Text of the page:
Check out the September 22, 2011 edition of the Lio comic strip:
Now, we’re all for comic strips making social commentary, and there definitely is a “fair use” clause in copyright law, but we can’t figure out what the heck the point of this strip is, therefore it’s not fair use because it’s not fair that we have to sit around wondering what it means!
Seriously, Mr. Comic Strip Artist, if you’re going to make ambiguous works of social satire, at least stick to public domain subjects. This comic would have been just as funny with Little Nemo, the Yellow Kid, Obadiah Oldbuck, or Gertie the Dinosaur!
An August 2011 episode of the animated television show Ugly Americans titled “Wail Street” included the following images:
This is obviously, definitely an attempt to depict Disneyland as a place to which demons go on vacation, and certainly it must have been created without Disney review and permission! How do we know this? Because of all the errors — things that certainly wouldn’t get past Disney’s crack legal review team!
For example (just to name a few):
- Mickey Mouse in the first picture is definitely off model. He looks like some kind of bizarre teleportation-device-failure mixture of our beloved Mickey and Richard Nixon.
- Doombuggies without rear shells? Please!
- The Mad Tea Party color scheme, seating arrangements, landscaping, and (judging from the arc of the spew) spin pattern are entirely wrong.
They may disdain valid copyrights, but have they also no respect for the truth? Particularly since this is a show targeted at children (it is a cartoon after all), that is just inexcusable!
We’re going to need some assistance with this one. We assume that this is a violation because it looks like it’s live action, and Mickey didn’t make any black-and-white live-action-and-cartoon films (he wasn’t in Walt’s Alice comedies, for example). Also, we’re extremely confident that Mickey never would perform in a film in which a woman was taking an actual naked shower, unless this was when he was very young and perhaps needed the money for college.
In any case, we’re pretty sure this is a violation, but will hold back our usual frothing ranting until someone can tell us for sure. Anyone?
One of our awesome, observant readers sent the following message:
Hi, I have been searching on ebay UK for Mickey Mouse merchandise and came across this ‘cd clock’ in a sellers ‘Animated clocks’ section, which I like, but feel it is possibly not official merchandise ? Please can you confirm or not, if it is, I shall purchase one.
Item no : 260651807916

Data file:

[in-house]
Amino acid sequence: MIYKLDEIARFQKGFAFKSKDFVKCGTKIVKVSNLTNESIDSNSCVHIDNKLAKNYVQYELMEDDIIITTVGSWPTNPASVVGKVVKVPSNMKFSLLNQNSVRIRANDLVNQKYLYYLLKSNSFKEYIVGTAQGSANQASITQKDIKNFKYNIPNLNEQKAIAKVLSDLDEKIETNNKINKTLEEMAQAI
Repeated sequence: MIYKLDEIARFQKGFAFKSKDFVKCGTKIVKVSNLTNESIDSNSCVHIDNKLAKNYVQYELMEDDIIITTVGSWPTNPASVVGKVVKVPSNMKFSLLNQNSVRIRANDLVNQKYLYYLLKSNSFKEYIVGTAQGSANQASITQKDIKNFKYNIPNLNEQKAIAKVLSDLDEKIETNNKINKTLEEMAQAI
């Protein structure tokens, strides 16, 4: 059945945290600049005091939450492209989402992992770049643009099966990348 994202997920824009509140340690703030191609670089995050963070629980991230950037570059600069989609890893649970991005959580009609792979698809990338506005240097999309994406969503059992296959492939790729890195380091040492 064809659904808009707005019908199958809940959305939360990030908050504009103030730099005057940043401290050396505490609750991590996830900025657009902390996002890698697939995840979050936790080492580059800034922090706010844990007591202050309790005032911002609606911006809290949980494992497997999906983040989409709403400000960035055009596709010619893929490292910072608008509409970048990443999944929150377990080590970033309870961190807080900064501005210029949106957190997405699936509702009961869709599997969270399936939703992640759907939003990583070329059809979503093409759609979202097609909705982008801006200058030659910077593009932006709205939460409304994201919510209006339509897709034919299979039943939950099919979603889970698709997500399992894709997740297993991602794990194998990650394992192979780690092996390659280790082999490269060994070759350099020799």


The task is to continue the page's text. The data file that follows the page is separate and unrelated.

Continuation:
Seller id : *o*krazydaisy*o*
Seller shop : Krazy Daisy
The Disney Copyright Violations crack research team (me) intensely investigated this item (we spent a couple minutes looking at UK eBay and a couple pages on the Krazy Daisy web site), and saw no evidence that this was an official Disney product. Rather, it appears to us to be a depressing abuse of our beloved Mickey Mouse, a creature so kind, caring, and loving that he would never do anything to harm even a single hair on another living being (except for in some of his early black-and-white work, but he was young then and needed the money).
So what is the tragedy here? That Mickey’s chest has been perforated by clockwork? That he is depicted without his beloved “©Disney” text? Or that the green kind of makes us think of seasickness? That is not for us to say.
What is for us to say is that if we’re totally wrong and this is indeed official Disney merchandise, we’re sorry. (It’s still ugly, though.)
An anonymous DCV visitor writes: “Superior Concierge in Kissimmee has purchased a Mickey costume and is appearing at local resorts such as Emerald Island and Terra Verde as seen in the newsletter attached.”
Let’s take a look at a photo and some text from the newsletter to see what’s going on here…
That certainly looks like Mickey Mouse to us, and we suppose that it could be a violation if Disney’s beloved mascot is being used to promote this particular enterprise, but we don’t want to jump to any conclusions. Who knows — perhaps Mickey is a member of the homeowner’s association and just wanted to spend some time with friends? Or he might have been in the area and heard that there was a free breakfast to be had? Or maybe Disney rents Mickey out for functions like this when there are slow days in the park? Maybe the mouse is just moonlighting to earn some extra cash so he can buy a ring and finally ask Minnie to marry him?
Then again, the newsletter says that other prominent Florida attractions (Pirates Adventure Dinner Show, Boggy Creek Airboat Rides, Gatorland, and others) were in attendance to promote their businesses, so maybe Disney just wanted to make sure they were numbered among their peers?
So, without additional information and thousands of dollars in legal fees we can’t definitively call this a violation. Of course, if it is, we certainly hope that those responsible will suffer the agonies of eternal hellfire for leaving the false impression that our beloved Mickey himself supports their business.
This photo was posted on the Picture is Unrelated blog. I think it’s supposed to be Mickey Mouse from the Star Trek mirror universe, but since Disney’s copyrights have jurisdiction in all possible worlds, this is a horrifying violation, no matter what universe it is in!
No idea what this thing is, but I found it here.
All of these horrible mutations of Disney’s treasured commercial property were found on Coolest Birthday Cakes.
It is possible that this is two Disney copyright violations in one! The cake appears to be a cross between Mickey Mouse and Remy from Ratatouille. It was discovered on Coolest Birthday Cakes.
Do these people really think they can get away with trying to convince the innocent that they have received a bonified holiday card from Mickey and Minnie? I think not!
This deceptive bit of holiday joy was found at Scott & Bev’s Homemade Greeting Cards.